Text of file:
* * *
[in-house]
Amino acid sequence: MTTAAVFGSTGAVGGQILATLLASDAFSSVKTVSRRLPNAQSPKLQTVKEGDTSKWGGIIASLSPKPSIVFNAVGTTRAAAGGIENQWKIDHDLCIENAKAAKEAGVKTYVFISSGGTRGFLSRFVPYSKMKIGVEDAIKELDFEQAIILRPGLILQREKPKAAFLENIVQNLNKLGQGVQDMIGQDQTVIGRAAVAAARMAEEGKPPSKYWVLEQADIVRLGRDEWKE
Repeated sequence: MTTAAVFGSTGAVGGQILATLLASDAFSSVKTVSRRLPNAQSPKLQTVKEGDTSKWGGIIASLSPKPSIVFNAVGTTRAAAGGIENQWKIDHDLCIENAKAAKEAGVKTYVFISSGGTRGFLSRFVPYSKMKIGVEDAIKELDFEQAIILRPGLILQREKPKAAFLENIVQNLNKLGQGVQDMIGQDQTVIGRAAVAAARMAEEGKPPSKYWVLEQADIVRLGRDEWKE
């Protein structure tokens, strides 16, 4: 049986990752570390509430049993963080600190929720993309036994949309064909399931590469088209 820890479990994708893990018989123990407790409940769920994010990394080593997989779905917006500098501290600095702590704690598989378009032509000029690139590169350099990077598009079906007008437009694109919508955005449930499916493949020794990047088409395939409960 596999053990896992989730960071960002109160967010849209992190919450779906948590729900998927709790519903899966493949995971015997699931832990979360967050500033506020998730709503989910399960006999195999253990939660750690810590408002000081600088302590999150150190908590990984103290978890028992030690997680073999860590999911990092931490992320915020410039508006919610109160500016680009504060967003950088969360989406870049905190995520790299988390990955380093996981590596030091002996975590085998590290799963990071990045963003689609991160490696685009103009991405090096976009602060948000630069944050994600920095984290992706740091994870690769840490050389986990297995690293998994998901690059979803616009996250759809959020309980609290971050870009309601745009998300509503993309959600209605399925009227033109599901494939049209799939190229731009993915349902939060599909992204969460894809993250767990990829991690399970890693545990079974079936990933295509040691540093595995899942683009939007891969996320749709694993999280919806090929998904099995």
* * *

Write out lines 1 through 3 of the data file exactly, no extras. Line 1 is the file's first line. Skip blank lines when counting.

[in-house]
Amino acid sequence: MTTAAVFGSTGAVGGQILATLLASDAFSSVKTVSRRLPNAQSPKLQTVKEGDTSKWGGIIASLSPKPSIVFNAVGTTRAAAGGIENQWKIDHDLCIENAKAAKEAGVKTYVFISSGGTRGFLSRFVPYSKMKIGVEDAIKELDFEQAIILRPGLILQREKPKAAFLENIVQNLNKLGQGVQDMIGQDQTVIGRAAVAAARMAEEGKPPSKYWVLEQADIVRLGRDEWKE
Repeated sequence: MTTAAVFGSTGAVGGQILATLLASDAFSSVKTVSRRLPNAQSPKLQTVKEGDTSKWGGIIASLSPKPSIVFNAVGTTRAAAGGIENQWKIDHDLCIENAKAAKEAGVKTYVFISSGGTRGFLSRFVPYSKMKIGVEDAIKELDFEQAIILRPGLILQREKPKAAFLENIVQNLNKLGQGVQDMIGQDQTVIGRAAVAAARMAEEGKPPSKYWVLEQADIVRLGRDEWKE